Church was a means to an end, if I’m honest, of just finding people in that season. And I’m grateful for that, but I wouldn’t say that it was a significant part of my spiritual life in those years. Then we had kids and, something about having little ones, you have greater needs again.
We had moved to Atlanta by that time and we found a great church here. We were in this church for 12 years. It was a large church, and it just became the hub of our life. Our kids went to school there. Rich was an elder; that’s my husband. We were very involved in their small group or discipleship programs. We went on mission trips with this church. It was a fundamental, significant part of our life.
What started as just a small group that met in our home became, I think what today we would call a home church. We had, regularly for about 10 years, 50 to 80 people who came to our house after church on Sunday. It was that little church I had grown up in, way back in the day. It was basically just an extended family that we did life together for probably about eight years. Obviously that whole experience was very formative for us.
Personally, God reached into my life and shifted some of my theology in ways that had a profound impact on how I lived my life. Mostly, I think God was preparing me for what would eventually be my experience with Larry Crabb and another ministry that’s led by a man named Larry Bolden.
So both Larry’s came into my life in that season, but a lot of that transition for me was moving away from the wrongly held belief that if I was good enough, God would love me enough. If I checked all the right boxes and did all the right things, my life would work out. That kind of worked for me as a teenager, and even into my twenties, but in my thirties, life just got out of control. There were not enough boxes and I couldn’t check enough of them. The relational pain had accumulated enough that I couldn’t escape it. I also developed theologically and gained a real, restful understanding of God’s sovereignty and how He held me, no matter the circumstances of my life. It was walking me toward this way of living in pursuit of relational holiness because of my relational sin, and away from, if I can just get my behavioral sin managed well enough, I’ll be okay. So that was significant. It was a decade of kindly moving me toward that. But, at the same time, like I said, we were tightly integrated in that church and even family members were part of the church. We had some family situations that, I won’t go into detail, but they became very divisive and even though the church was large, it became untenable for both families to stay in the church. It became clear to us that God was moving us somewhere else.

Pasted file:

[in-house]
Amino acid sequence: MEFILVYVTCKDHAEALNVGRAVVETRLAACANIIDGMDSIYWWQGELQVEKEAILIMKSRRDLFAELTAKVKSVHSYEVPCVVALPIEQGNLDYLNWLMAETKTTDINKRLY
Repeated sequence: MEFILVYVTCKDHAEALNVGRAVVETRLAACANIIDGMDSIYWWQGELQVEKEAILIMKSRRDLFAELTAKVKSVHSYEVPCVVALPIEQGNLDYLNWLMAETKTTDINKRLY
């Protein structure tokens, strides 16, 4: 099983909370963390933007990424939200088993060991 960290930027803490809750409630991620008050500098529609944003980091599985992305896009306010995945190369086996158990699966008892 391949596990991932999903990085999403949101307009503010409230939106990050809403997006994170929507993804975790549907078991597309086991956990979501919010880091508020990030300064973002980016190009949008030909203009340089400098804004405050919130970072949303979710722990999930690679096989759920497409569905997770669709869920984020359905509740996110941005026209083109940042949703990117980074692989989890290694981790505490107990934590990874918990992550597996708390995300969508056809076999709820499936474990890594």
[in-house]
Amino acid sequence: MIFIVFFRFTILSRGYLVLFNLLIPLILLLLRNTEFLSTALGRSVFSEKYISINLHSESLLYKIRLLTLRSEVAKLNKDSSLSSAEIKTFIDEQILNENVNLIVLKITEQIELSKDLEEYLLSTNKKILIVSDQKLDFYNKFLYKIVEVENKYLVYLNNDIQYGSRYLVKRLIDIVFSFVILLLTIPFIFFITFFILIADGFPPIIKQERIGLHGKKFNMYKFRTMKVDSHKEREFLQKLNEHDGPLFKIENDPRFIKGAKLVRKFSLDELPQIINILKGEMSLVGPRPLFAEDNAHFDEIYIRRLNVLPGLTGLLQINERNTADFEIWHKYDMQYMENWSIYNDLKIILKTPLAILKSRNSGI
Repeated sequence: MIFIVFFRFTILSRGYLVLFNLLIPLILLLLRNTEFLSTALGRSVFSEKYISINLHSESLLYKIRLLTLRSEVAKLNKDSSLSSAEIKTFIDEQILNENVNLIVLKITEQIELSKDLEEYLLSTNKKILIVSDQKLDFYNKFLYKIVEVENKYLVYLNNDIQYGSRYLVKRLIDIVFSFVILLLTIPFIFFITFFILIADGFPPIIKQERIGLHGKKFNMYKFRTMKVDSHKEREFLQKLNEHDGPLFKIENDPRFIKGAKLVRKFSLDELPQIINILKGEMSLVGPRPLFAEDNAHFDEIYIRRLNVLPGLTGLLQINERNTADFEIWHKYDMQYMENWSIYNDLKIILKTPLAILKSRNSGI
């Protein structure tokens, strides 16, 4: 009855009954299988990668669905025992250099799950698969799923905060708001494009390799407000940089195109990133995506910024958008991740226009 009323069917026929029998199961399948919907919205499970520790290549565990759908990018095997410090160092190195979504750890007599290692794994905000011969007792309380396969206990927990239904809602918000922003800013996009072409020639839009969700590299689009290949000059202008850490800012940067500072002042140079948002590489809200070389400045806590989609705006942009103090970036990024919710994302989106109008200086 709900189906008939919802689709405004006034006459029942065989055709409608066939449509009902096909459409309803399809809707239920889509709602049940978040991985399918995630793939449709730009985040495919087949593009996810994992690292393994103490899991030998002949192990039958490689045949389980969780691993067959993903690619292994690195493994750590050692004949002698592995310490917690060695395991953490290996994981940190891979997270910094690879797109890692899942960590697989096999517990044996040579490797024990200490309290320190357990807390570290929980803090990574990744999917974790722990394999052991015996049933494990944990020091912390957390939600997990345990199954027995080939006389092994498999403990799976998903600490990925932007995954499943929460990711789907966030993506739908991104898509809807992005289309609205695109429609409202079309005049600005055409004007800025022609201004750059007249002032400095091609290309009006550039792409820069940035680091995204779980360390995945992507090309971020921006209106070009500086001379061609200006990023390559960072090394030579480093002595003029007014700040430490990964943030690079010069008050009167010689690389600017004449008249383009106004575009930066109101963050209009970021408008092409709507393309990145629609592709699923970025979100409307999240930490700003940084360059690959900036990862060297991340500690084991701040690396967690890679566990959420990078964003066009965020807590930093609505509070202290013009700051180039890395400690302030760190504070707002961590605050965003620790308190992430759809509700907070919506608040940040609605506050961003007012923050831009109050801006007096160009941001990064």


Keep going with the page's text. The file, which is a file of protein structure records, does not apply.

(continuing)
It was very painful. 12 years so tightly integrated and I loved my church. I loved the people. I loved what it stood for. I loved the way it impacted the community. It felt very aligned to my own theological beliefs at that point. It was painful to leave. At that point we did have, like I said, this community group or home church meeting in our house, and they weren’t leaving the church. Pretty much all of them stayed, which I wanted them to stay, but it created this difference of church loss. So, for a couple of years we actually maintained our home church with members from the church we had been at and the church we went to, which was interesting because, we would come from these different services and come to our house and there was a little bit of a culture clash, because the two churches were very different. That was actually a significant learning experience for us, just to see that in microcosm every Sunday afternoon.
We went to this smaller church, which was actually fun to go from the big church. Even though we were well known, I felt like we had the best of both worlds because we had all of the opportunity of a large church and yet we had this tightly knit, smaller group within the church.